My question is a little involved, so please bear with me. Just from reading the description of the usage of -be’ in the Klingon Dictionary, I would assume that to negate the verb itself, as opposed to a specific meaning-bearing suffix, one would attach -be’ directly after the verb.
However, I did notice that Dr. Okrand apparently chose at least some of the sample sentences at the end of the book to highlight some of the subtler aspects of Klingon grammar (e.g., use of relative clauses with locations, constructing time expressions using subordinate clauses, etc.). He also provides us with a couple of sample sentences that contradict my assumed rule stated above. For example, vIta’pu’be’ and pa’ jIHpu’be’. In both of those sentences, -be’ appears after a type 7 suffix.
I haven’t really studied agglutinative languages in the past, so I’m not sure if there are some real world analogues that could shed some light on this, and I don’t have access to a substantial Klingon corpus to work through looking for clues. So I have two working theories, and I am hoping someone here could tell me whether either (or neither) theory is correct:
Theory 1: Aspect suffixes are more intrinsically linked to the essential meaning of the verb (in contrast to, say, type 2 or type 6 suffixes that act like English modal verbs or add other information descriptive of the verb). Therefore, -be’ will follow an aspect suffix since it’s still coming after an intrinsic element of the verb, and -be’ should come after the last such suffix. If this theory is true, then the question becomes which other suffixes also have more intrinsic meanings. Certainly, an argument could be made that type 1 and type 3 suffixes, along with -lu’, have more intrinsic meanings. But what about, say, -moH. I could see arguments both ways. So should the sentence “I do not clean it” be translated as vISay’moHbe’ or vISay’be’moH?
Similarly, let’s say I instructed a third party to prevent someone else from eavesdropping on a conversation, and then I reported “He will not let them hear.” Would that be Qoybe’moH or QoymoHbe’? (Although again, you can probably parse those two sentences differently with slightly different meanings. “He will ensure they do not hear” vs. “He will not cause them to hear.”)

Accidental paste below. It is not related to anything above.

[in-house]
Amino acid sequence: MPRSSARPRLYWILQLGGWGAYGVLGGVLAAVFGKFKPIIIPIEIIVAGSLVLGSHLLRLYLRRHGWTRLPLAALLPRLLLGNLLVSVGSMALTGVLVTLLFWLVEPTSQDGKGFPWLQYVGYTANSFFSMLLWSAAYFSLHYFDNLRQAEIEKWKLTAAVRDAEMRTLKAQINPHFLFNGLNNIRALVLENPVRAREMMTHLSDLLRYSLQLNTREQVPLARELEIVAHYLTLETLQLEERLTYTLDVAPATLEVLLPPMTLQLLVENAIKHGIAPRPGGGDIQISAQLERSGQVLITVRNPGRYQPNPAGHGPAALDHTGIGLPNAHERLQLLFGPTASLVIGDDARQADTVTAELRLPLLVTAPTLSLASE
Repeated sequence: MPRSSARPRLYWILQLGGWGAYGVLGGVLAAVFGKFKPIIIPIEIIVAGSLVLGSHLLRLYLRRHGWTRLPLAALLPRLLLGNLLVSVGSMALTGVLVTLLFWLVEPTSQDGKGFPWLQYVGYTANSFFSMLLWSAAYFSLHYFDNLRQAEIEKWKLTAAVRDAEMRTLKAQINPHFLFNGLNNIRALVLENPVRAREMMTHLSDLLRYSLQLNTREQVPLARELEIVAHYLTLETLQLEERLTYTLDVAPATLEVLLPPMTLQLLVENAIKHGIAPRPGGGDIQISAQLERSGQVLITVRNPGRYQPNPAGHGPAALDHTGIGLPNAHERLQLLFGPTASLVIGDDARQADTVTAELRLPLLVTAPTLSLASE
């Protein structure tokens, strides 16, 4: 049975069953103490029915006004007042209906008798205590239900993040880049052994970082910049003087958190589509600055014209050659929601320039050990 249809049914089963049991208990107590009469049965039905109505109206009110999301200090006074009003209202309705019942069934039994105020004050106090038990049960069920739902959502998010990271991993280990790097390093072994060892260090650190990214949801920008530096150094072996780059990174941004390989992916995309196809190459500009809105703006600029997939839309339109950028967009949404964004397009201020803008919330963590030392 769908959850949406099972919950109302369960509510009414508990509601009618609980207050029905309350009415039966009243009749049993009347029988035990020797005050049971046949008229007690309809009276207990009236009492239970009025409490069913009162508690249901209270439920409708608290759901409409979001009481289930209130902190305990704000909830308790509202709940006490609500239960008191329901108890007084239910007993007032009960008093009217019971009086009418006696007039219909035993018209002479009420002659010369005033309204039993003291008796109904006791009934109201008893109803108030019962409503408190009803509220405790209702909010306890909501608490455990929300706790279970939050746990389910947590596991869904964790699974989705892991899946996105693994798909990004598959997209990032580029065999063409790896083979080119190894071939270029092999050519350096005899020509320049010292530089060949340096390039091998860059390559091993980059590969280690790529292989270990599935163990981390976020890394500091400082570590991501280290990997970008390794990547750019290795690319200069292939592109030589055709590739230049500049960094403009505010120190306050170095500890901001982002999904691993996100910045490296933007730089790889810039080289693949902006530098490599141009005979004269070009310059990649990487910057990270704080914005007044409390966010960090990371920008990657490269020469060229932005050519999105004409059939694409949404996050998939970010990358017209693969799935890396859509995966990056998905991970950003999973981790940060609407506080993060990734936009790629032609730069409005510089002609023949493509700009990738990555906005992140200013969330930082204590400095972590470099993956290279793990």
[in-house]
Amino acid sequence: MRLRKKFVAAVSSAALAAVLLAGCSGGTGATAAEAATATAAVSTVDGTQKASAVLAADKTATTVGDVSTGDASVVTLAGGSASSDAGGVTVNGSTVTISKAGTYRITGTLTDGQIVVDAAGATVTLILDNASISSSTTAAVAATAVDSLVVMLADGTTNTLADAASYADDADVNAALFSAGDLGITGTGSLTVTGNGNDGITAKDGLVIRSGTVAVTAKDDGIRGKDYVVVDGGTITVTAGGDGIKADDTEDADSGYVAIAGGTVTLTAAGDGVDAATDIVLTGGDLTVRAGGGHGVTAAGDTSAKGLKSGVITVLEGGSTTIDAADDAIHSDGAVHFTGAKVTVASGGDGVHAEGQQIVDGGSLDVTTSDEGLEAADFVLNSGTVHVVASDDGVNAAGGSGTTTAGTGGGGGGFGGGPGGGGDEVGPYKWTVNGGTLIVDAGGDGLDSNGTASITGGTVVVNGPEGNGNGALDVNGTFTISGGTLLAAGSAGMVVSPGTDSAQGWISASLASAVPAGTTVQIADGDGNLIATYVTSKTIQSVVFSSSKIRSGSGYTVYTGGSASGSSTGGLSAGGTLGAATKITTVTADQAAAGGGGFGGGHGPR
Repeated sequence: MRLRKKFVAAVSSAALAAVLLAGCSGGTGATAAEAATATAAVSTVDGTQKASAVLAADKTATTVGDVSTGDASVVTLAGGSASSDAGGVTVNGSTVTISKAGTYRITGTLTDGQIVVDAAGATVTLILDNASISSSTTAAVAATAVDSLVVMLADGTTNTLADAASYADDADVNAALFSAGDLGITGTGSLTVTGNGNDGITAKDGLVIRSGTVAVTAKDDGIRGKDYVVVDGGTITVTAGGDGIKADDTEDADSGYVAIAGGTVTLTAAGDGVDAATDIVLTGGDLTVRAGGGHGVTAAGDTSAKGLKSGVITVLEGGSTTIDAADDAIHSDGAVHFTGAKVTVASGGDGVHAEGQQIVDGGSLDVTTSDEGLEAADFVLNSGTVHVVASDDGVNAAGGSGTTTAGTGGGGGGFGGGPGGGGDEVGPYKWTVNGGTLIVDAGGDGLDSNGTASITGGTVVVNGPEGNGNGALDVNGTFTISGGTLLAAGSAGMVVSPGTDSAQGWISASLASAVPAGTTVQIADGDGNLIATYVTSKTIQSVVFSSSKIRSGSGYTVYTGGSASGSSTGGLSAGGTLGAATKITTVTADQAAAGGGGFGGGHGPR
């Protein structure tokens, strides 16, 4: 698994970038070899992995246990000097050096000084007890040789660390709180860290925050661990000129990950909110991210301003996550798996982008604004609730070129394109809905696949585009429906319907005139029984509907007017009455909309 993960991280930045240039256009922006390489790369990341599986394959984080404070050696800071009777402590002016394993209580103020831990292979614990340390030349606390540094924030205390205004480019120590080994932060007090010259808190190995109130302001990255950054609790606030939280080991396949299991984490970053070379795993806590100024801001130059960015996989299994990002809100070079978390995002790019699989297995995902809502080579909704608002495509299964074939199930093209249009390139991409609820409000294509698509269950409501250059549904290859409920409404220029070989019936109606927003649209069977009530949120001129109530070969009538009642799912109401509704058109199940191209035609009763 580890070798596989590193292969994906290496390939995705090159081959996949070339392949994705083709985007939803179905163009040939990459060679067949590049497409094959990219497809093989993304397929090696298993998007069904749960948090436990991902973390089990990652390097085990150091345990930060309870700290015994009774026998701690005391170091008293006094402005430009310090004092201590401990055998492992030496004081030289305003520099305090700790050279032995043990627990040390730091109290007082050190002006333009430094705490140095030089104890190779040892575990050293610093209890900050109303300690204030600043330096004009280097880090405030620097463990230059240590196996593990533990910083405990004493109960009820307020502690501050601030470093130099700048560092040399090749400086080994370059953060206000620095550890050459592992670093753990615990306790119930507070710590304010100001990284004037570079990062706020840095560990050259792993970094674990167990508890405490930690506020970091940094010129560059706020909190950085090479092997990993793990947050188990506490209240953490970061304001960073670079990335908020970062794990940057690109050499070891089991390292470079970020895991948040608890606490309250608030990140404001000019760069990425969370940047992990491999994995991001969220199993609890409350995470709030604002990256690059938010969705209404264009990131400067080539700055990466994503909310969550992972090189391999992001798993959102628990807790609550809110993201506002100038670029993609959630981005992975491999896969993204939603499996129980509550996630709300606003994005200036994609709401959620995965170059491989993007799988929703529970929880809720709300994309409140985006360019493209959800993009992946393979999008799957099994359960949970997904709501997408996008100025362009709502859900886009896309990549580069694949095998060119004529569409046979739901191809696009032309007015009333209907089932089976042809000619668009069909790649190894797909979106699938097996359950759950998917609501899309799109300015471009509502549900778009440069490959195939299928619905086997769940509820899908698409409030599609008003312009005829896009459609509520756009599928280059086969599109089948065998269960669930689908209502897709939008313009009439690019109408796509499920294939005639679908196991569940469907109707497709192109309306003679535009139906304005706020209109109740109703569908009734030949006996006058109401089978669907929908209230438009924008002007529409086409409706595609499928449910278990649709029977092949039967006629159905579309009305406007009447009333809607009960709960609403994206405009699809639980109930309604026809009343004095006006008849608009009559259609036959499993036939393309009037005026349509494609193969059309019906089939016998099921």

Theory 2: Similar to -Qo’, -be’ wants to occur as far back in the stack of suffixes as it can get. So, under this theory, -be’ will attach after the very last non-type 9 suffix unless that would change the meaning of what I’m trying to negate. So, for example, vIleghnISbe’ means something different from vIleghbe’nIS (“I do not need to see it” vs. “I need to not see it”). In a situation like that, -be’ comes after the element that makes the most logical sense. But in a situation where the substantive meaning wouldn’t necessarily change by placement (vIta’be’pu’ vs. vIta’pu’be’), the -be’ comes in as late as possible.
Hopefully I’ve made enough sense that it’s clear what I’m asking. Any advice/guidance/assistance would be most appreciated!
Since <-pu’> means the action described by the verb has been completed and the <-be’> suffix on the root means that the verb has not been done, it’s kind of odd to do <-be’pu’> on a root. It would mean the action of not doing the verb has been completed. While <-pu’be’> means that action of doing the verb has not been competed. Here’s some examples:
<vIta’> – “I accomplish it”
<vIta’be’> – “I did not accomplish it”
<vIta’pu’> – “I have accomplished it”
<vIta’be’pu’> – “I have completed not accomplishing it” (?)
<vIta’pu’be’> – “I haven’t accomplished it”
I actually works better with some of the other aspect markers:
<jIrInbe’taH> – “I am continuously not finished”
<jIrIntaHbe’> – “I am not continuously finished”
<bIqetbe’lI’> – “You are still not running (to reach a goal)”
<bIqetlI’be’> – “You are not running (to reach a goal)”
As for “I do not clean it”, the two examples you gave mean:
<vISay’moHbe’> – “I do not cause it to be clean”
<vISay’be’moH> – “I cause it to be not clean”
So the first example would be the correct translation of “I do not clean it”. The second means you make it dirty.
For “He will not let them hear” I would translate that as:
<luQoy ‘e’ chaw’be’> – “He does not permit them to hear it”
You sentences mean
<Qoybe’moH> – “he/she/it causes him/her/it to not hear”
<QoymoHbe’> – “he/she/it does not cause him/her/it to hear”
Hopefully I’ve understood your questions correctly and have supplied useful answers. Is there anything I’ve missed or you’d like me to give more details/ examples on a specific point?